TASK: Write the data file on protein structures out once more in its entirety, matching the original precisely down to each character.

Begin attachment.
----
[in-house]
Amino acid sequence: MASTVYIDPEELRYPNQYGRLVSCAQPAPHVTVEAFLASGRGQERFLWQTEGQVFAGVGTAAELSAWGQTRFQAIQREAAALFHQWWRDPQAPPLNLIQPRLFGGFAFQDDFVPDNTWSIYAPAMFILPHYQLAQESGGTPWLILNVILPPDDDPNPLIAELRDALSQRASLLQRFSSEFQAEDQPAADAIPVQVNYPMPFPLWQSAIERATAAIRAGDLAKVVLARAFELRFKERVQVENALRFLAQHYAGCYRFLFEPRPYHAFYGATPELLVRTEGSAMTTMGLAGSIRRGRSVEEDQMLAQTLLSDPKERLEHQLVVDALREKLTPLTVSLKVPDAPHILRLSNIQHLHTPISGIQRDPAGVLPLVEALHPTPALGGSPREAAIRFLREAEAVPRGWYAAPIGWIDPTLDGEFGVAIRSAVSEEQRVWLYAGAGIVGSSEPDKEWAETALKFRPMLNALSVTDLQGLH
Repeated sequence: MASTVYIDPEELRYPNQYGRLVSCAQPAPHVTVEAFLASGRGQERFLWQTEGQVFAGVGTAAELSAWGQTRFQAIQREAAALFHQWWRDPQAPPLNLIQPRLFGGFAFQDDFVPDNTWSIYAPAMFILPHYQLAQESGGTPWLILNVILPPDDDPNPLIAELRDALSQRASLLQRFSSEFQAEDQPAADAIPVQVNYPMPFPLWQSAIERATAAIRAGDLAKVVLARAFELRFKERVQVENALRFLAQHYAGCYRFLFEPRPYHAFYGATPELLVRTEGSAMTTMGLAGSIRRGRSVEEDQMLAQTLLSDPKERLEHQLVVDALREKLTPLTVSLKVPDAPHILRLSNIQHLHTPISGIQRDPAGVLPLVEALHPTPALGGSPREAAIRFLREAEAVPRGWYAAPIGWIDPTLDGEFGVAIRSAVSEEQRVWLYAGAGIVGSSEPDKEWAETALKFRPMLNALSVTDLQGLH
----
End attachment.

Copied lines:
[in-house]
Amino acid sequence: MASTVYIDPEELRYPNQYGRLVSCAQPAPHVTVEAFLASGRGQERFLWQTEGQVFAGVGTAAELSAWGQTRFQAIQREAAALFHQWWRDPQAPPLNLIQPRLFGGFAFQDDFVPDNTWSIYAPAMFILPHYQLAQESGGTPWLILNVILPPDDDPNPLIAELRDALSQRASLLQRFSSEFQAEDQPAADAIPVQVNYPMPFPLWQSAIERATAAIRAGDLAKVVLARAFELRFKERVQVENALRFLAQHYAGCYRFLFEPRPYHAFYGATPELLVRTEGSAMTTMGLAGSIRRGRSVEEDQMLAQTLLSDPKERLEHQLVVDALREKLTPLTVSLKVPDAPHILRLSNIQHLHTPISGIQRDPAGVLPLVEALHPTPALGGSPREAAIRFLREAEAVPRGWYAAPIGWIDPTLDGEFGVAIRSAVSEEQRVWLYAGAGIVGSSEPDKEWAETALKFRPMLNALSVTDLQGLH
Repeated sequence: MASTVYIDPEELRYPNQYGRLVSCAQPAPHVTVEAFLASGRGQERFLWQTEGQVFAGVGTAAELSAWGQTRFQAIQREAAALFHQWWRDPQAPPLNLIQPRLFGGFAFQDDFVPDNTWSIYAPAMFILPHYQLAQESGGTPWLILNVILPPDDDPNPLIAELRDALSQRASLLQRFSSEFQAEDQPAADAIPVQVNYPMPFPLWQSAIERATAAIRAGDLAKVVLARAFELRFKERVQVENALRFLAQHYAGCYRFLFEPRPYHAFYGATPELLVRTEGSAMTTMGLAGSIRRGRSVEEDQMLAQTLLSDPKERLEHQLVVDALREKLTPLTVSLKVPDAPHILRLSNIQHLHTPISGIQRDPAGVLPLVEALHPTPALGGSPREAAIRFLREAEAVPRGWYAAPIGWIDPTLDGEFGVAIRSAVSEEQRVWLYAGAGIVGSSEPDKEWAETALKFRPMLNALSVTDLQGLH